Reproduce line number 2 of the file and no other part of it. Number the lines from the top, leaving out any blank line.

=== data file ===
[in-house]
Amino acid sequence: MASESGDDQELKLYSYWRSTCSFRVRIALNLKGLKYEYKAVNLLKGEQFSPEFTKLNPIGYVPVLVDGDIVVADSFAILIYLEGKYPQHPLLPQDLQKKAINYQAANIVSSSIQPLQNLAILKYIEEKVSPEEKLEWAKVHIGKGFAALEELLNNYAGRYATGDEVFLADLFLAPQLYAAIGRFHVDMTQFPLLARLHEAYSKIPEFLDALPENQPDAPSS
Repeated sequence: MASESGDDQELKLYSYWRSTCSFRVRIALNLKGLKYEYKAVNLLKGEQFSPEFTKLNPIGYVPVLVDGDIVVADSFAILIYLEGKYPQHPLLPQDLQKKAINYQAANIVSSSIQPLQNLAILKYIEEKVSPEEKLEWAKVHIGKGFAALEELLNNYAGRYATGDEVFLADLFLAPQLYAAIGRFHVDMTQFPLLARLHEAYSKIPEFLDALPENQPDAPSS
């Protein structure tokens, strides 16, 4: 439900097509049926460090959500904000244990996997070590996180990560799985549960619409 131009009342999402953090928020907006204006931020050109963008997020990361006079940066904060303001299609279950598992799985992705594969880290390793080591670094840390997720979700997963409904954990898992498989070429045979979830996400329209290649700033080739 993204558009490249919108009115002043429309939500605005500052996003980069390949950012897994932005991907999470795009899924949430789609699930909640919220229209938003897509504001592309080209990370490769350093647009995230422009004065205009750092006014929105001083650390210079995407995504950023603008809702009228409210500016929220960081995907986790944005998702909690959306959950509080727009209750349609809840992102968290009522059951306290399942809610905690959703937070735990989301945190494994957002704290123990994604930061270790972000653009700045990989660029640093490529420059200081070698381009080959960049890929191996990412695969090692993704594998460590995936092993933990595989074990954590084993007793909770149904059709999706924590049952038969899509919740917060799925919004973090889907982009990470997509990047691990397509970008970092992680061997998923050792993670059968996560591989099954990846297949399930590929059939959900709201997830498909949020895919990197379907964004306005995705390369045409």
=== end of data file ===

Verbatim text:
Amino acid sequence: MASESGDDQELKLYSYWRSTCSFRVRIALNLKGLKYEYKAVNLLKGEQFSPEFTKLNPIGYVPVLVDGDIVVADSFAILIYLEGKYPQHPLLPQDLQKKAINYQAANIVSSSIQPLQNLAILKYIEEKVSPEEKLEWAKVHIGKGFAALEELLNNYAGRYATGDEVFLADLFLAPQLYAAIGRFHVDMTQFPLLARLHEAYSKIPEFLDALPENQPDAPSS